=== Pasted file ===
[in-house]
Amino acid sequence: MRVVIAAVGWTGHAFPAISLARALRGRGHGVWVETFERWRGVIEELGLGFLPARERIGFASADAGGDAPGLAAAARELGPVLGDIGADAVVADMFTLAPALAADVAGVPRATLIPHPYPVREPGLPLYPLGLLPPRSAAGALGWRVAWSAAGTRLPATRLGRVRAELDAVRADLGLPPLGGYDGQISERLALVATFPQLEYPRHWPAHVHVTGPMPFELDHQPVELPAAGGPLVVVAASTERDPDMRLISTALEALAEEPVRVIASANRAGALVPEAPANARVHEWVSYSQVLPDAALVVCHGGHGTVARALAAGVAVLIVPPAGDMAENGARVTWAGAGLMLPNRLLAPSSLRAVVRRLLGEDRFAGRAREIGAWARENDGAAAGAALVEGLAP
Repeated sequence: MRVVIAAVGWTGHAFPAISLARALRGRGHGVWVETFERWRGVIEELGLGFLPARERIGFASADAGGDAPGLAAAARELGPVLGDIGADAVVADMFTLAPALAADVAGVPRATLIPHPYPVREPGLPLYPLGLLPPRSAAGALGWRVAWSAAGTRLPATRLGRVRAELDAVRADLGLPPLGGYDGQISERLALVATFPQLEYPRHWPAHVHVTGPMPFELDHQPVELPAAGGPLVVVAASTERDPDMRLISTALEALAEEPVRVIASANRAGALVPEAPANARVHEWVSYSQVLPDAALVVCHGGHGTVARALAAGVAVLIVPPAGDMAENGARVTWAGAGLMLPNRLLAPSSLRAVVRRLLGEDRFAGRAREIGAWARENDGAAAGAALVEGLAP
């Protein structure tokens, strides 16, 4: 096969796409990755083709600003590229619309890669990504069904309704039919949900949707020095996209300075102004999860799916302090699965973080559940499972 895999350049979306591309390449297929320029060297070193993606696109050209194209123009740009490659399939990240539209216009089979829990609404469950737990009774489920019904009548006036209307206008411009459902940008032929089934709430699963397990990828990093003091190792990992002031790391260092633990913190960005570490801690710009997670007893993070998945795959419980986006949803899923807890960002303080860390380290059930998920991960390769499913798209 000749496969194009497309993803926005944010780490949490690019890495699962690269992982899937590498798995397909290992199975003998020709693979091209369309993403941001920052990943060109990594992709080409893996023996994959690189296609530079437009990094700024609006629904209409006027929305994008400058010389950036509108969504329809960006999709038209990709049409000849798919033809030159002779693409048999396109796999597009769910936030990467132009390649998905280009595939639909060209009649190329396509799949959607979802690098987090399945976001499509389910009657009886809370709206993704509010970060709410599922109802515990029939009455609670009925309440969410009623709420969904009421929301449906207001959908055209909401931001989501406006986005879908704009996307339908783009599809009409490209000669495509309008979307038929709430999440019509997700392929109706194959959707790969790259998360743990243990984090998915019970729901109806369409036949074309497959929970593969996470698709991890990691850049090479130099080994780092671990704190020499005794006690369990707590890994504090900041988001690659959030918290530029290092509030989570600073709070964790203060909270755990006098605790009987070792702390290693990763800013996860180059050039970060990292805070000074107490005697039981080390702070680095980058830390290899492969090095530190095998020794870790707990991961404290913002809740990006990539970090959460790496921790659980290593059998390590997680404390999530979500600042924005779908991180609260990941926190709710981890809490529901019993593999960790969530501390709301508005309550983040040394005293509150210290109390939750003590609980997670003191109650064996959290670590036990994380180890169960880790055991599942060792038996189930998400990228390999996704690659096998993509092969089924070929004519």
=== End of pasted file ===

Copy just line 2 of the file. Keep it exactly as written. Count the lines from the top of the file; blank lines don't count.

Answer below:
Amino acid sequence: MRVVIAAVGWTGHAFPAISLARALRGRGHGVWVETFERWRGVIEELGLGFLPARERIGFASADAGGDAPGLAAAARELGPVLGDIGADAVVADMFTLAPALAADVAGVPRATLIPHPYPVREPGLPLYPLGLLPPRSAAGALGWRVAWSAAGTRLPATRLGRVRAELDAVRADLGLPPLGGYDGQISERLALVATFPQLEYPRHWPAHVHVTGPMPFELDHQPVELPAAGGPLVVVAASTERDPDMRLISTALEALAEEPVRVIASANRAGALVPEAPANARVHEWVSYSQVLPDAALVVCHGGHGTVARALAAGVAVLIVPPAGDMAENGARVTWAGAGLMLPNRLLAPSSLRAVVRRLLGEDRFAGRAREIGAWARENDGAAAGAALVEGLAP